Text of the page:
Monday, April 21, 2014

The Path Is Made By Walking

Walking, hiking, tramping, yomping…  It's the oldest form of human transport, the most accessible, and the one that can still offer us the easiest escape from our busy lives.  It's remarkable how the further you walk away from the nearest car park the fewer people you see.  You don't have to walk very far at all, but modern society is so bound to four wheels, itineraries and mobile phone reception that very few people take those extra few steps and leave the crowds behind.

My Dad had been trying to give me a new pair of walking boots for my birthday for years, but I always asked if he could please give me something more immediately useful.  How little did I know?  I was making do with a pair of his old boots (treads that had done about 1600 miles in the two years that he wore them before passing them on to me - my old man walks a lot) until last summer I relented and he took me to be fitted for a "proper" pair of walking boots.  Little did I realise that he wasn't just giving me a pair of walking boots for my birthday; he was giving me a little bit of freedom, an easy escape and an open ticket to the entire 630 miles of the South West Coast Path (which runs right past my door) as well as any headland or hilltop that I fancied enjoying the view from the top of.  It's as easy as putting one foot in front of the other and letting your body follow along behind, but you'll be amazed at where it can take you.

Sunday, April 13, 2014

Two-Point To-Do List: Ella Eyre Live in Session

There were only two things that I had to do:  
  1. Capture the images on the shot list that Nokia and the event organisers Mission had given me.
  2. Not get in shot during the two songs that the film crew from La Blogothèque were filming.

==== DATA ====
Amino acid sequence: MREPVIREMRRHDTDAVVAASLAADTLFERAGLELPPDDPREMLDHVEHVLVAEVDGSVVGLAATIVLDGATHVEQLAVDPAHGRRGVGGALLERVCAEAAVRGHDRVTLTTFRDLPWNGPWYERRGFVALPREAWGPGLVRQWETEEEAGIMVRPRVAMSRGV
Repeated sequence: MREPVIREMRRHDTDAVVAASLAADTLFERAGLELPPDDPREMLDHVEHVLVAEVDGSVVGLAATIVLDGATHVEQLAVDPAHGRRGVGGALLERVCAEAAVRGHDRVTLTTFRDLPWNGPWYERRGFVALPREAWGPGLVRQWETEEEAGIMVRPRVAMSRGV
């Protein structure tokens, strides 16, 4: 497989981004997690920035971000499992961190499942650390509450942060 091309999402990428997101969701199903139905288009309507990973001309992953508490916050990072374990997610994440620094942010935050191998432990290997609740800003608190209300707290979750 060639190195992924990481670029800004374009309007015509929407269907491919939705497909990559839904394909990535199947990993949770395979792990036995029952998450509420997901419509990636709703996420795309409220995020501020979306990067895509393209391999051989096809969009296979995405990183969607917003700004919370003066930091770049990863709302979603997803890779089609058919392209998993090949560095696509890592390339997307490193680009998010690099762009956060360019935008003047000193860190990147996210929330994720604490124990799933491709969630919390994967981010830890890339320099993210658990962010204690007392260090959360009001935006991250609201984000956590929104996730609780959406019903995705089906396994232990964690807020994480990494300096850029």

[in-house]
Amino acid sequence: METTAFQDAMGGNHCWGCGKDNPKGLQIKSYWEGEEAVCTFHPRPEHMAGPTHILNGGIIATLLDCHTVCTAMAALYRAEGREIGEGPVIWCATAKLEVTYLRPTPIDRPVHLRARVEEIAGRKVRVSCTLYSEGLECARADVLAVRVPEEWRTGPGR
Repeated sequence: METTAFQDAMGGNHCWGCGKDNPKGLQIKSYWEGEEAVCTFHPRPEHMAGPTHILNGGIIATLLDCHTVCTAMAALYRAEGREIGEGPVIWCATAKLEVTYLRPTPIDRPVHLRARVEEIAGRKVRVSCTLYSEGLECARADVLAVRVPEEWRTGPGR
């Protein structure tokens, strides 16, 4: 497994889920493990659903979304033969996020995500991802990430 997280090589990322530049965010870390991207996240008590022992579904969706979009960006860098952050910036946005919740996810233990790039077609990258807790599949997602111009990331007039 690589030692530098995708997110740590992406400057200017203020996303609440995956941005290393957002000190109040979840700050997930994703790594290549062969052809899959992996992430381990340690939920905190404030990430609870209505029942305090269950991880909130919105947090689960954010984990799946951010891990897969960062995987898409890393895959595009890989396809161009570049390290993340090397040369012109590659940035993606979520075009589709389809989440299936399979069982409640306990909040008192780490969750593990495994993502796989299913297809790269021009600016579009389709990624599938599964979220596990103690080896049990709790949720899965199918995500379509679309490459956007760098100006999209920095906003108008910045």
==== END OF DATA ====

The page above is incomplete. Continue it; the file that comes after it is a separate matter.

I was shooting a special performance by Ella Eyre (an incredible young singer best known for her vocals on Rudimental's hit "Waiting All Night") for the first Nokia Lumia Live Session of 2014.  The Lumia Live Sessions set out each year to showcase incredible new artists in unique and memorable settings, and this first event of the year was to have Ella performing her set amongst the dodgems and vintage rides at Dingles Fairground Heritage Centre in Devon.  It was a fantastic location but Ella's voice outshone everything else - strong, soulful, and incredibly controlled - the small crowd were completely captivated despite the colourful flashing lights of the historic fairground attractions surrounding them.  She was backed by her live band playing semi-acoustically, before performing her encore sat on the bonnet of one of the bumper-cars with just her unplugged guitarist and no microphone.  I managed to keep track of the songs in her set and stayed frozen to the spot during the two songs that were being filmed by ground-breaking French music videographers La Blogothèque, lying on the floor at the front of the stage during one of them with a stage monitor blasting right into my ears.  I still managed to end up in the background of a couple of their shots though(although I'm blaming this on their slick editing), so don't get to fully tick that second box.  As for the first job on my list, well I managed to get the shots asked for during the gig - as well as a few nice backlit ones during the soundcheck when Ella sat in a dodgem car tweeting about the gig on her phone, absent mindedly singing pitch perfect into her microphone whilst a single spotlight shone through her impressive hair.  Check 'em out - I hope you dig.